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Submission + - 6 of the Best Free Linux HDR Imaging Software ( 1

An anonymous reader writes: High dynamic range imaging (HDR) is an important technology for photographers. It is a collection of techniques that allow a wider dynamic range of luminances between the lightest and darkest areas of an image.

HDR software allows computer graphics to offer the full real world levels of illumination, with darker darks and brighter lights, while at the same time increasing the amount of lighting detail displayed in all areas of the image. While standard image formats utilizes 8, 16 or 24 bits with applied gamma and color space, the HDR image format extends the bit depth up to 96 bit in a linear color space. Additionally, HDR images can be photometrically correct.

To provide an insight into the quality of software that is available, we have compiled a list of 6 top quality open source HDR applications. Hopefully, there will be something of interest for anyone interested in HDR imagery.

Submission + - Is Shroud of Turin a medieval fake? (

Maow writes: Scientists who recreated relic insist experiment proves cloth a forgery:

Scientists have reproduced the Shroud of Turin — revered as the cloth that covered Jesus in the tomb — and say the experiment proves the relic was man-made, a group of Italian debunkers claim.

Submission + - Firefox 3.5 slow to start... blames IE (

NonUniqueNickname writes: Many users are reporting Firefox 3.5 opens very very slowly. Slowly as in more than 1 minute, for some up to 2 minutes. No comments from the devs on how this tiny flaw escaped the beta. But they do suggest an interesting work around... Clear your IE cache. Really?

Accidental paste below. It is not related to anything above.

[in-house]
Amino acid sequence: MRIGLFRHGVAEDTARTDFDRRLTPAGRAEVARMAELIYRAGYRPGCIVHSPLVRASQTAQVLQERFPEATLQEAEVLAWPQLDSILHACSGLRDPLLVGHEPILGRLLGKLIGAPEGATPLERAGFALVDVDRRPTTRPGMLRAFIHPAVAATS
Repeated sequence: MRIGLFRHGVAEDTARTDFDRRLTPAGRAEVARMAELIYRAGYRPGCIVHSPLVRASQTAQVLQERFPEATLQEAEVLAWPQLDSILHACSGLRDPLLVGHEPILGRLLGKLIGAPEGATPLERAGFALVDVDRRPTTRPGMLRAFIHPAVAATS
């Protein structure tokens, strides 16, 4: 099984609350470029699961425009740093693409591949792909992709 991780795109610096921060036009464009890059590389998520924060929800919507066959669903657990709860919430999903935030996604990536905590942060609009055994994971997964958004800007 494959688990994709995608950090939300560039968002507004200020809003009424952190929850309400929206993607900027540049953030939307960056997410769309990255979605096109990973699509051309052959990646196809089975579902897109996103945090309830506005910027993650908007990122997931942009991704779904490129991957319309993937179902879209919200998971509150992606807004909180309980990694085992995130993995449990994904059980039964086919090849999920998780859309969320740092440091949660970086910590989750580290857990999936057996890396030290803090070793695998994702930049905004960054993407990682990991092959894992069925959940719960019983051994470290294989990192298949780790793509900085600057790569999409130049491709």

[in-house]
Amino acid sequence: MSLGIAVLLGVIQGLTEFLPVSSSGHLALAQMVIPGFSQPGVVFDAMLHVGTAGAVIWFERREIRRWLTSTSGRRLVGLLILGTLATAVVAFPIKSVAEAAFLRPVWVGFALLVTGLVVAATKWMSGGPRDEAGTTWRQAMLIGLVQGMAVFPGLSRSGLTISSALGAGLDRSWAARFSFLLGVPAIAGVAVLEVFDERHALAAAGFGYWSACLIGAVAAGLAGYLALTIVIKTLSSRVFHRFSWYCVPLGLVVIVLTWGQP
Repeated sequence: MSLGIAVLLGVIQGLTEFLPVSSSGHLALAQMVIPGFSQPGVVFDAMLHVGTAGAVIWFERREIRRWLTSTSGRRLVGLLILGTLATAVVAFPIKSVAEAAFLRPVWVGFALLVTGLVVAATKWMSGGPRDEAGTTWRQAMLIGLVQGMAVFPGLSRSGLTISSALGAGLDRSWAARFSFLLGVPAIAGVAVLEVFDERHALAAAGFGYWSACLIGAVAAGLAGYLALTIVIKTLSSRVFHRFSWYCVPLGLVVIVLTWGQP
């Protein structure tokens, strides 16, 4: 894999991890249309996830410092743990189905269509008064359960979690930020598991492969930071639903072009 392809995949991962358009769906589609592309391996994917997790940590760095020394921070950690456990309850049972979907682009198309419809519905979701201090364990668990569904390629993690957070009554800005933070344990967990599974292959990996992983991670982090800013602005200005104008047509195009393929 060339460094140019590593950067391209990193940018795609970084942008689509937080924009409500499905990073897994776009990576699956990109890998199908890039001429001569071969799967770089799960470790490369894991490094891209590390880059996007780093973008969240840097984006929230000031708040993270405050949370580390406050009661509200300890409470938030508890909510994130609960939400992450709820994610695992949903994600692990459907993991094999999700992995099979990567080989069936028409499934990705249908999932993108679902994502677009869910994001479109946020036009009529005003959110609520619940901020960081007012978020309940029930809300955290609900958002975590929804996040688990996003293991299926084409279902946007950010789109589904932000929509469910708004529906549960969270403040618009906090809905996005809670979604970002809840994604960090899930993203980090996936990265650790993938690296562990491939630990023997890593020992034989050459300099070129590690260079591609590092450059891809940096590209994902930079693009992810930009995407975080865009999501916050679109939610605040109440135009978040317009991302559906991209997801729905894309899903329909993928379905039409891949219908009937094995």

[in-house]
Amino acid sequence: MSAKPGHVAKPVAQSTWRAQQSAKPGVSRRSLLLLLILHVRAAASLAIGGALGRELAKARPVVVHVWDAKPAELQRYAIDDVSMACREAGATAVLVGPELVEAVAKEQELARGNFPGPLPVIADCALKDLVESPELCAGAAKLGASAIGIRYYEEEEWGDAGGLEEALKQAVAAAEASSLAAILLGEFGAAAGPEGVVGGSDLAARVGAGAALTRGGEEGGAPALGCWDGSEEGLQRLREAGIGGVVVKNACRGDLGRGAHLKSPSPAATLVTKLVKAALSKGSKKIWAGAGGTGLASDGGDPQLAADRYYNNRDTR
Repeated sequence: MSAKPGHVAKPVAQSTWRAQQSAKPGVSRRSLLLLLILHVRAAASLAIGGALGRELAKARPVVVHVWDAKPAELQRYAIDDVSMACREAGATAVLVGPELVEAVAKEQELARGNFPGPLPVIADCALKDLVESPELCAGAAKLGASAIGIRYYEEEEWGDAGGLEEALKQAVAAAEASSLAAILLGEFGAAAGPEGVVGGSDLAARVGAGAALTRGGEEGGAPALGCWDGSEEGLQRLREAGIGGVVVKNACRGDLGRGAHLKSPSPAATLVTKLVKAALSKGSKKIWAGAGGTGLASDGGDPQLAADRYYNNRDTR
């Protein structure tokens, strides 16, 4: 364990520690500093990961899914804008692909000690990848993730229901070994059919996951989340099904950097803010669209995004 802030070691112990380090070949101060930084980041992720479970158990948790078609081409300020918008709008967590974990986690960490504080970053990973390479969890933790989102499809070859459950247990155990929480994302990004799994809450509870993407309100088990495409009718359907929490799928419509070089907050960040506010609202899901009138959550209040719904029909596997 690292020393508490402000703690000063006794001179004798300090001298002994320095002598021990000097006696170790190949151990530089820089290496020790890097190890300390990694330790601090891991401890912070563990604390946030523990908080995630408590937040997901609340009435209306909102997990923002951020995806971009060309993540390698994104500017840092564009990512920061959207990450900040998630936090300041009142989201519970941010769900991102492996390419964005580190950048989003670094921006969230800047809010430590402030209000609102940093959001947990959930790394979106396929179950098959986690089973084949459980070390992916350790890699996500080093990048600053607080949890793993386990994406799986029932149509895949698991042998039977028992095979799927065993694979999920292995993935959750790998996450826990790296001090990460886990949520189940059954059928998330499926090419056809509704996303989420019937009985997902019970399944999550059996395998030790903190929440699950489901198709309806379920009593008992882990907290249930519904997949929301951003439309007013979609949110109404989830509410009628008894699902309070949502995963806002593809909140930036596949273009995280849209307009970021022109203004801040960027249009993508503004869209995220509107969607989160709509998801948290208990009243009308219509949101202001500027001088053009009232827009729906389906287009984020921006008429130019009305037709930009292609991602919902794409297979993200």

Bottom line: Hold off until 3.5.1.


Submission + - Ogg Theora, H.264 and the HTML 5 Browser Squabble (

DJRumpy writes: "A good read about the squabble over HTML5's video features and what format will dominate as well as touching on whether or not a Video Format should even be defined. It also contains a short history of the fight to control Video and Audio on the web (Ogg, WMA, h.264, AAC, WMV, Flash, etc).

A bit Apple centric but a good read."


Malware Threat To GNOME and KDE 348

commandlinegamer writes "foobar posted on his blog recently about 'How to write a Linux virus in 5 easy steps,' detailing potential malware infection risks in the .desktop file format used by GNOME and KDE. This is not a new threat, and it appears to still be a risk, as discussions in 2006 did not seem to come to any firm conclusion on how to deal with the problem." There's a followup on LWN.
The Internet

Researchers Warn of Possible BitTorrent Meltdown 294

secmartin writes "Researchers at Delft University warn that large parts of the BitTorrent network might collapse if The Pirate Bay is forced to shut down. A large part of the available torrents use The Pirate Bay as tracker, and other available trackers will probably be overloaded if all traffic is shifted there. TPB is currently using eight servers for their trackers. According to the researchers, even trackerless torrents using the DHT protocol will face problems: 'One bug in a DHT sorting routine ensures that it can only "stumble upon success", meaning torrent downloads will not start in seconds or minutes if Pirate Bay goes down in flames.'"

The Case For Supporting and Using Mono 570